Leave it to the Imagination

The topic of my post today is the importance of leaving aspects of the events of a story to the reader’s own imagination. Some time ago, I was watching a TV show called The Greatest Scary Movies, which went through the top 50 scary films as chosen by viewers. At number three was Seven Deadly Sins, at number two was the Exorcist, and at number one was Alien. What nearly all the commentators said about these films is how, by leaving aspects of the crimes or creatures to the imagination, the viewer is actually forced to create their own, very personal image of what is happening. This image, created by the viewer according to their own personal fears, is so much more powerful than anything that could be accomplished visually by the filmmakers. For example, in Seven Deadly Sins, we are shown only the aftermath of the crimes and told how they happened through a vivid description given by the killer himself. Because the film doesn’t actually show us the killings, we are forced to create our own ‘mental movie’ of how it happened. This ‘mental movie’ is much more likely to be feared and remembered, because it was created by our own mind.

Similarly, in Alien, we are never shown the entire face and body of the creature. Instead, we see the effects it has on the crew of the spaceship. It is precisely because we never see it that we fear it so much. In fact, if you think about it for a moment, the things we fear the most are quite often the things we don’t see. The most frightening evil is one which has neither face nor shadow.

Now, how do we apply this principle to writing, the realm of words? Now, I’m not talking specifically about thrillers or horrors. The principle is that we allow, to a certain extent, the reader’s mind to ‘fill in the details’ of our story. We can start by not overdoing our descriptions or overloading with adjectives. For example, don’t feel the need to describe in detail how characters look. Readers will identify so much more with a character if they give him or her appearances of their own choosing. For example, if your character is a romantic hero in a novel aimed at women, imagine how much more a reader will care for the hero if she can feel free to picture him as a man that she knew, knows, or dreams of. I’m not saying don’t describe the physical appearance of your characters—in some cases it may be essential to the story—but just bear in mind that it’s your characters’ personalities, goals and conflicts which will ultimately linger on in the minds of your readers long after appearances have been forgotten.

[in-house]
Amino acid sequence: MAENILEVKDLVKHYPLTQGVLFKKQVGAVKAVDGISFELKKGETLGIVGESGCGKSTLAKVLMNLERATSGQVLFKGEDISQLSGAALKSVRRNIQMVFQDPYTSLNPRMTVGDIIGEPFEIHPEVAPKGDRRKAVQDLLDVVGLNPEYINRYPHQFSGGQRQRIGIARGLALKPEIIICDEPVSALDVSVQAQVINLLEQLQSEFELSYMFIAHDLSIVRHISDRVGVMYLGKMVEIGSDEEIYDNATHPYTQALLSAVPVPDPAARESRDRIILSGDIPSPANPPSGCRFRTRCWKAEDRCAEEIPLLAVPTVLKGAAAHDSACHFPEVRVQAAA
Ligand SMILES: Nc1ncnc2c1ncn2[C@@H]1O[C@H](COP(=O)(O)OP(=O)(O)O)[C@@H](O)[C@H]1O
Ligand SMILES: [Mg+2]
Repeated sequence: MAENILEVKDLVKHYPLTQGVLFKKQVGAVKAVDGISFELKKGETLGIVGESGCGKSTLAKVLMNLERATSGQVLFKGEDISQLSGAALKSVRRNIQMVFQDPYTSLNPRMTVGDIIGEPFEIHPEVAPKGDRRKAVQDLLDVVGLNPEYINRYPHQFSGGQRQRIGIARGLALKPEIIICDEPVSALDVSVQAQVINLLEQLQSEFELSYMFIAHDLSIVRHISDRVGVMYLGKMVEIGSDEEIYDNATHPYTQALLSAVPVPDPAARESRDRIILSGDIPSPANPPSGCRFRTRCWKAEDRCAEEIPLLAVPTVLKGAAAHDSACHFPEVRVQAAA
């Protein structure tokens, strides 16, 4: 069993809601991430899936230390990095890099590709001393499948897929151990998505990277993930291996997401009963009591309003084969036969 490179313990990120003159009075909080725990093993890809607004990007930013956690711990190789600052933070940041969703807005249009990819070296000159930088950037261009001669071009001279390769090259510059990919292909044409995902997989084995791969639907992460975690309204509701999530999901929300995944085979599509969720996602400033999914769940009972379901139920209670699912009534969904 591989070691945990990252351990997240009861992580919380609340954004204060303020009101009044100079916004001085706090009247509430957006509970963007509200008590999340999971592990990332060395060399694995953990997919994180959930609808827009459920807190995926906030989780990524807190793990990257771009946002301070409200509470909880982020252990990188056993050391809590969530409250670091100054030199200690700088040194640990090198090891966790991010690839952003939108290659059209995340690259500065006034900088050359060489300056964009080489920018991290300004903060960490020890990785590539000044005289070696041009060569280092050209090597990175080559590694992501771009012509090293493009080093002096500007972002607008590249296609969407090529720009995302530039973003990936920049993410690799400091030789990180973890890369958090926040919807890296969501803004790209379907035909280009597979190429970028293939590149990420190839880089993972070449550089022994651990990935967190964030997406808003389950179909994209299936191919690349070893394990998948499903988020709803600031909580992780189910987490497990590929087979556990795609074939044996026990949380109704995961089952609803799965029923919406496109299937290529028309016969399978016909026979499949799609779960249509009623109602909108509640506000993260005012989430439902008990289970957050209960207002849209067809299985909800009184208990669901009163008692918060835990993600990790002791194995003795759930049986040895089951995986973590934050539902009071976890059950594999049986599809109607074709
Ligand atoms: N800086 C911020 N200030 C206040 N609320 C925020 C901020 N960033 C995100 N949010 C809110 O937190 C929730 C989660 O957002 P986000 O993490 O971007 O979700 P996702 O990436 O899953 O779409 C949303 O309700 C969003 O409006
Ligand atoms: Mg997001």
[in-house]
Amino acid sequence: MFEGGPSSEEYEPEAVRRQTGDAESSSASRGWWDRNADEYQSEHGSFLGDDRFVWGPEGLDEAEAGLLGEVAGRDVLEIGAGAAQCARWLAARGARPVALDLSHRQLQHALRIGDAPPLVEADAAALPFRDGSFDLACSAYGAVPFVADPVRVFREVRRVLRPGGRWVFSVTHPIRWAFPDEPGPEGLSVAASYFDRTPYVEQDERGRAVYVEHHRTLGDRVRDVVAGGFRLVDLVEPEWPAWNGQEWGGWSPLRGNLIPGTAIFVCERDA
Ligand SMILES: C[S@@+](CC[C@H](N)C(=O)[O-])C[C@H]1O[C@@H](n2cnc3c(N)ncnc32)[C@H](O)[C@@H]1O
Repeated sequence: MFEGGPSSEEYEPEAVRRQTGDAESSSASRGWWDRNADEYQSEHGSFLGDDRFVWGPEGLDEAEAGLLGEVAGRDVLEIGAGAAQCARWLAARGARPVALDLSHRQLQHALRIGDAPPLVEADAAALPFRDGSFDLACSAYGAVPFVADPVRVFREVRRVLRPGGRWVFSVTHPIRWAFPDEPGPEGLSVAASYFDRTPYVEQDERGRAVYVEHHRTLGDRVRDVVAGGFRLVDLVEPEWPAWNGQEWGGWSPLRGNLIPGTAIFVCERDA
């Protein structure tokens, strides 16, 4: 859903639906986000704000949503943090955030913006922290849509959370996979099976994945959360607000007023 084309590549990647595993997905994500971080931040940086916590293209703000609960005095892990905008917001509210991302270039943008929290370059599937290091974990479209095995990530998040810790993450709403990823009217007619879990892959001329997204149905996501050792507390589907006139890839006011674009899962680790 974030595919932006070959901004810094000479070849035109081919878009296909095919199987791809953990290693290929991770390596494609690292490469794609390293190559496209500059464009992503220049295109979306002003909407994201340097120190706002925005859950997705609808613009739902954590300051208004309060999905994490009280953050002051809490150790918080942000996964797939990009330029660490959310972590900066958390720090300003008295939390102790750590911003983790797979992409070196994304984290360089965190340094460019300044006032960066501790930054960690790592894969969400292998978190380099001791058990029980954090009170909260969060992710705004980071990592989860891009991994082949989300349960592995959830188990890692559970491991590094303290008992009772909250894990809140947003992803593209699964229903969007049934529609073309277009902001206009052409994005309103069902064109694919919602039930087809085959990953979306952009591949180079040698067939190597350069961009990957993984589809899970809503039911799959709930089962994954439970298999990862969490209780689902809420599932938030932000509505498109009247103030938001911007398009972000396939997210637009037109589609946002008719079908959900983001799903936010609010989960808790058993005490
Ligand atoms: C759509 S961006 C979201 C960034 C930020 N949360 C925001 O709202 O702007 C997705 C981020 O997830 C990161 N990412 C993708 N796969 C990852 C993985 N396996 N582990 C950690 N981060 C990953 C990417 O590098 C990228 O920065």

The Negation of the Negation

There are lots of techniques to help with building good stories, and one of them works by looking at the general theme of the story. This technique is best used after most of the characters and plot have been developed, but some finishing touches are required. The reason is that the theme only becomes obvious after the plot is ready. It generally is not advisable to start with a theme – readers don’t want to be lectured, but entertained.

So let’s say the theme of our story is love. At some point in the story this emotion will figure in some way, for example by the guy and girl getting together. Now what we can do is look at the theme that is contrary to love. What’s contrary to love? Indifference. How can we use this in the story? Possibly the guy can start off by not caring about the girl in any way and ignoring her attention, or vice versa. Next up, what’s contradictory to love (i.e. what can you not easily have at the same time)? Hate, of course. So, after they fall in love, maybe the guy could (wrongly) suspect the girl of cheating, so he goes off and actually cheats himself on a drunken night out, comes back home with the girl he picked up and meets our girl. So they end up hating each other.